Privacy

Privacy, or Who is your Target Audience? Most social networks have some sort of customizable privacy setting. Can you friends view your profile? What parts of your profile can they see? Can strangers view your profile? Can people in the same school, same city…

Privacy on social media, (I have yet to determine whether I should examine Wechat or Instagram) is revolved around the concept “just because you can see it doesn’t mean it was meant for you to see”. For people using Instagram to document their lives for themselves and set their accounts on private, they are utilizing the software Instagram developed, but choose to not use the platform, nor the other people on that platform. Wechat also realizes this concept, and allows you to set groups to determine who you’d want to see what you’re posting on Moments. So for every single photo you post on moments, you can choose exactly who you’d want to see it. As a very passive member of social media (I have many social media accounts but don’t post on most of them), it is always interesting to see people who either 1) document every single event in their lives, 2) refuse to create social media accounts.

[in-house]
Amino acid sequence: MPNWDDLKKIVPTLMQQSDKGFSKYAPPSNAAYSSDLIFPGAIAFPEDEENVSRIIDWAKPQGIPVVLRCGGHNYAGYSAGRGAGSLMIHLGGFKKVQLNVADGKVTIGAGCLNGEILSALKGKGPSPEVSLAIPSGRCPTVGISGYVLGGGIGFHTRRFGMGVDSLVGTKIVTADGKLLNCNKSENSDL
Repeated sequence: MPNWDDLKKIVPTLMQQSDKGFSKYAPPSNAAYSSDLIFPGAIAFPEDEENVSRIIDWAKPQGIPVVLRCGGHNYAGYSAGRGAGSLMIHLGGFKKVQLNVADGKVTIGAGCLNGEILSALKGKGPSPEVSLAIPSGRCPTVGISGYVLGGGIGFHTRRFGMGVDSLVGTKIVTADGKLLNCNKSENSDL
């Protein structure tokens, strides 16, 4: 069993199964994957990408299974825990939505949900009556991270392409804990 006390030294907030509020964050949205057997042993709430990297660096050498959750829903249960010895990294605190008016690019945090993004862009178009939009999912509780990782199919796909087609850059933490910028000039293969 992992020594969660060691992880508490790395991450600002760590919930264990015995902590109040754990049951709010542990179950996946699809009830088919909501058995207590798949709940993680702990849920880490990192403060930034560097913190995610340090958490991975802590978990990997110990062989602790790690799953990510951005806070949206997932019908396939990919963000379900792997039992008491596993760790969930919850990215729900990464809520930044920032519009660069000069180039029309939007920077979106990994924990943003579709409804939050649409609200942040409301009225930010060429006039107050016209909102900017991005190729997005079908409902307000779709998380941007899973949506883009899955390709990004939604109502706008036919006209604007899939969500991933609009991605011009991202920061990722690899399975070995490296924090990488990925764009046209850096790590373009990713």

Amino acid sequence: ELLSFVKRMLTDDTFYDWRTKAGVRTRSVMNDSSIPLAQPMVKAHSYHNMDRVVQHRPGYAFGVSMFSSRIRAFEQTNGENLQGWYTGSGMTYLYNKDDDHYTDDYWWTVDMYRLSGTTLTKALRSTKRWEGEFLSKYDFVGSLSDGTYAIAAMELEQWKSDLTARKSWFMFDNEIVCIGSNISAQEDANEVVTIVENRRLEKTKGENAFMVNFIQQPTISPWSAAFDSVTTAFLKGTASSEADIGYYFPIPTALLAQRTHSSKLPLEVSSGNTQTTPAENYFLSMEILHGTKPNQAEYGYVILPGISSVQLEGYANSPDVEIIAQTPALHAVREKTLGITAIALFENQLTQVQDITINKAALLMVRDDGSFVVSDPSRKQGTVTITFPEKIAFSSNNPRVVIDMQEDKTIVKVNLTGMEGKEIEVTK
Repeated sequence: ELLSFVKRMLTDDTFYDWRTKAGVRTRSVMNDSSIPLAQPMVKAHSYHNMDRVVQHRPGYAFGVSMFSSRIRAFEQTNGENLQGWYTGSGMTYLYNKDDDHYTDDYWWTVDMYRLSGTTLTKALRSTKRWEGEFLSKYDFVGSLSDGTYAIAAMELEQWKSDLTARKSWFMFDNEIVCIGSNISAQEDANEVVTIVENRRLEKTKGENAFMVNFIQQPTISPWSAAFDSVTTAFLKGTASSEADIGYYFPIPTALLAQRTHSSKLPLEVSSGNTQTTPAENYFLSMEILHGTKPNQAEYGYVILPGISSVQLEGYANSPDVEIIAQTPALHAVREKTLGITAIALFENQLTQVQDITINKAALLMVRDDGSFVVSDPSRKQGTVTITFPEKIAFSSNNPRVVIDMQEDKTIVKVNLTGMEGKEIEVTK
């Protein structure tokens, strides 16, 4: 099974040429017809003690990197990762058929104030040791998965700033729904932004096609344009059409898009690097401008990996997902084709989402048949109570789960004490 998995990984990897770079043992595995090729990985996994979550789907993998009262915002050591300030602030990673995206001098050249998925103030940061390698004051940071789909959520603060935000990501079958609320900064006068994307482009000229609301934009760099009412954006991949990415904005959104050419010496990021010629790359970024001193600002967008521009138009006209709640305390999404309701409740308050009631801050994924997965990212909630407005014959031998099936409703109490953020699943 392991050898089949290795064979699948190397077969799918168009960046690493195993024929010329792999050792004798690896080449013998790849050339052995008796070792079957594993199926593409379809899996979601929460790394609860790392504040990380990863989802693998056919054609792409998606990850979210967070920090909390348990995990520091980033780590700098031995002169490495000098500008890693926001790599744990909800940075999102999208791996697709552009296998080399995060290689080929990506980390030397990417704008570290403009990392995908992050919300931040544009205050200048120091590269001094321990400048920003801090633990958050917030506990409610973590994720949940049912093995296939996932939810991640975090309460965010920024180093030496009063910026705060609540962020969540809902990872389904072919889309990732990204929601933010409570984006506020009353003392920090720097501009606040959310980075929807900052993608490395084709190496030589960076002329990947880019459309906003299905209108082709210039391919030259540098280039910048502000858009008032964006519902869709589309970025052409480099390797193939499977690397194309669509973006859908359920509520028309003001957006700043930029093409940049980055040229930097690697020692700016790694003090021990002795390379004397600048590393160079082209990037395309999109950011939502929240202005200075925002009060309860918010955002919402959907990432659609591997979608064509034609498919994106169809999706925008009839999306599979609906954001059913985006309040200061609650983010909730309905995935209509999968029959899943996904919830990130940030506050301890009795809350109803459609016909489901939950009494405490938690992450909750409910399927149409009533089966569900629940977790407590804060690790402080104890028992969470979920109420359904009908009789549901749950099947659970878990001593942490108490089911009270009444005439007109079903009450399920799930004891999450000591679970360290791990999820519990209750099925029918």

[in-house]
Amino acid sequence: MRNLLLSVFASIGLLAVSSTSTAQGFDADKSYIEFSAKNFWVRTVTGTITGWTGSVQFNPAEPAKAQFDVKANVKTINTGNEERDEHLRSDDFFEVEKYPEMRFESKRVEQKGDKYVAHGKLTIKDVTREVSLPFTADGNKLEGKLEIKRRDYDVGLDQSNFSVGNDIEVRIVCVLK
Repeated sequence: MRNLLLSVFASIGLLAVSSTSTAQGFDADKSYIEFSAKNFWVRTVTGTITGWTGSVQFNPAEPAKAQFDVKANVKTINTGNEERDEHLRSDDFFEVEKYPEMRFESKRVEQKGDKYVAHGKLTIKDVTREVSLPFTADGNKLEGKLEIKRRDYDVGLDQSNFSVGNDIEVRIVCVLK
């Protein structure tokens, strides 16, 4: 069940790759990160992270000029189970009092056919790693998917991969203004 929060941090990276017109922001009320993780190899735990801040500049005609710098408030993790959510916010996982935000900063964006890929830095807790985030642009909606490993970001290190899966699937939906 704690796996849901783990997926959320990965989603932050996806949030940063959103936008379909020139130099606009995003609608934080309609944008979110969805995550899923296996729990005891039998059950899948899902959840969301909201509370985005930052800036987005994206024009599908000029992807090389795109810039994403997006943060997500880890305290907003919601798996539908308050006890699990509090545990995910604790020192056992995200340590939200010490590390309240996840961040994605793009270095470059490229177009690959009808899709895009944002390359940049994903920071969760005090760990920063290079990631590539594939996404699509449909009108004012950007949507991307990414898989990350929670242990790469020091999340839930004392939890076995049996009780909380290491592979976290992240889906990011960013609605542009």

Most people fall somewhere in between, and social media is quite comprehensive by managing to cater to all of these people. The versatility of these platforms is quite a complex matter. Was it intentionally designed to be this way, or was it discovered along the way at some point that more private people would want to create accounts too? For Wechat, this question is irrelevant, the main purpose of Wechat is not the Moments add-on. But for Instagram, an app based on “sharing”, I can’t help but wonder if the initial target group was “people who’d potentially want everyone to see their photos”. Or was it created with the a “here is the platform, do what you wish” type of sentiment?

tl;dr: the idea is to either look at Instagram’s feature of setting your account on private, or Wechat’s feature to choose your audience on moments, both falling under the bigger concept of privacy.

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